The murder of the Romanov family continues to fascinate the public even today. To many, it is unfathomable that an entire family was killed in cold blood. Although we can’t travel back in time and change anything about this history, the Romanovs’ final days were documented in pictures. Here we take a look at the intimate—and often haunting—photos of the Romanov family’s final days.
Life before abdication and exile
The House of Romanov was the reigning imperial house of Russia from 1613 to 1917. Tsar Nicholas II was the last Romanov ruler of Russia. He ruled from 1894 to his forced abdication in March 1917.
In 1894, Tsar Nicholas II married Princess Alix of Hesse, who took the name Alexandra Feodorovna. Together, Nicholas and Alexandra had five children. Their four daughters were named Olga, Tatiana, Maria, and Anastasia, and their son was named Alexei.
Alexei was Nicholas and Alexandra’s only son and thus the heir to the Romanov throne. However, Alexei suffered from hemophilia – an illness in which one’s blood does not clot normally, which causes excessive bleeding after any sort of injury. As such, he was often very ill and was required to stay in bed.
Because of Alexei’s illness, Alexandra sought out the guidance of the Russian mystic Grigori Rasputin. She thought this man could help cure Alexei’s hemophilia, and the Romanov line would continue. However, Rasputin’s influence over the royal family angered many other powerful leaders in Russia, who had him murdered on December 16, 1916.
Tsar Nicholas was never an effective ruler. When he became Tsar, he had little experience with politics or ruling. In fact, Nicholas’s younger sister Olga Alexandrovna once said that “Nicky” was “wholly unfit to reign. He had been trained as a soldier when he should have been taught statesmanship.”
Though Tsar Nicholas II might have been trained as a soldier, he was entirely unequipped for the Russo-Japanese War from 1904 to 1905 and the First World War, starting in 1914.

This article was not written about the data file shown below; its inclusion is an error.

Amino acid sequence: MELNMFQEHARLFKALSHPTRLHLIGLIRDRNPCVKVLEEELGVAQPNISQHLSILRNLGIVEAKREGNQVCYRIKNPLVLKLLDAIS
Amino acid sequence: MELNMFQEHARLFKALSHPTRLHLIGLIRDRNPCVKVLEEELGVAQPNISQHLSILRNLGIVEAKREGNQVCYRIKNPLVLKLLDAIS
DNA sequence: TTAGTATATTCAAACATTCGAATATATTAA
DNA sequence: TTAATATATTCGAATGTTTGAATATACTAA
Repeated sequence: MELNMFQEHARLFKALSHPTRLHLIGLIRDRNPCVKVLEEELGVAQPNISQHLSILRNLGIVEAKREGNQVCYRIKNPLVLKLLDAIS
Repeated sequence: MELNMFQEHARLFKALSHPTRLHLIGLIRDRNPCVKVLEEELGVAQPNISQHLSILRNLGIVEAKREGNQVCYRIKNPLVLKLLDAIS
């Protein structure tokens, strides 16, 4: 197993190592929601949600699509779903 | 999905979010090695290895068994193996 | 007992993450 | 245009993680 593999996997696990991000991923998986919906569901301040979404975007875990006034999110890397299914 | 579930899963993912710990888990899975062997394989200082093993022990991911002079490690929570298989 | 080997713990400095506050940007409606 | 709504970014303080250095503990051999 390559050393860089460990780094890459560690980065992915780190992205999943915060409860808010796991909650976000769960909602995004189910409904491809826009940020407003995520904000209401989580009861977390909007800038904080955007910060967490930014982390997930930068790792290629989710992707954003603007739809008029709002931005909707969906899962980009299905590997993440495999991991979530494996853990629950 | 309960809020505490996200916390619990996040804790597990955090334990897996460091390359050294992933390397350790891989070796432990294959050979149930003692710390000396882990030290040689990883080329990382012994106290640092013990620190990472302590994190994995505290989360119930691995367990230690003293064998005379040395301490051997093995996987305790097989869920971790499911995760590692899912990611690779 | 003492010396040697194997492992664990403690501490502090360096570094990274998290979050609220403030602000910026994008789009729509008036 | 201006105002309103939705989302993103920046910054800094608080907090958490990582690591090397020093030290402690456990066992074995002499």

Russian armies were performing so poorly during the start of the First World War that by 1915, Tsar Nicholas II had appointed himself commander-in-chief so he could take direct control of the military. However, by 1917, it was clear that the majority of Russian citizens had lost faith in both the Tsar and the Imperial Romanov Family.
Damage to their official residence
By early 1917, the Russian people had grown to distrust Tsar Nicholas II. During the February Revolution of 1917, the monarchy was overthrown and replaced by a Provisional Government led by Prince Georgy Lvov.
After his abdication, Nicholas and his family were first held under house arrest at Alexander Palace, located near the town of Tsarskoye Selo in Russia. Here, the family was confined only to a few rooms and they were monitored by guards with fixed bayonets.
The Romanov Family had a strict regime while at Alexander Palace. All of them, including the Tsarina and Alexei, were engaged in physical labor. In their spare time, the Empress and her daughters engaged in sewing, embroidering or weaving. They were never idle.
In August 1917, the revolutionary Alexander Kerensky decided to move the Romanov family further away from Saint Petersburg. They were relocated to Tobolsk in Siberia.
The Winter Palace (as pictured here) had not been used as a residence for royalty since Tsar Nicholas abdicated the throne. However, it was being used as headquarters for the provisional government and was a hospital at the time. During the October Revolution, the Bolsheviks stormed and looted the Winter Palace.
The Romanovs remained in Tobolsk, Siberia, from August 1917 to May 1918. While in Tobolsk, the family lived in the Kuklin House (Governor’s Mansion) in considerable comfort.
In May 1918, the family was moved to the city of Yekaterinburg, where they were kept in the Ipatiev House. Here, they were under close watch. The family could only speak Russian, could not access their luggage, were subjugated to regular searches and had all of their remaining belongings confiscated. Every time one of them wanted to leave their rooms to use the washroom, they would have to ring a bell to get the guards to unlock their door.
Late on the night of July 16, 1917, Nicholas, Alexandra, their children and four remaining servants were ordered to get dressed and go down to the cellar of the Ipatiev House. Initially, they were told that they were being photographed to ease rumors going around that the family had escaped.
Suddenly, about a dozen men burst into the room and shot the imperial family and their remaining servants. Anyone found to be still breathing after the storm of bullets was stabbed to death with bayonets.
The graves of the Romanov family were discovered in 1991, and their identities confirmed by DNA testing. The remains were then reburied in a family crypt in St. Petersburg.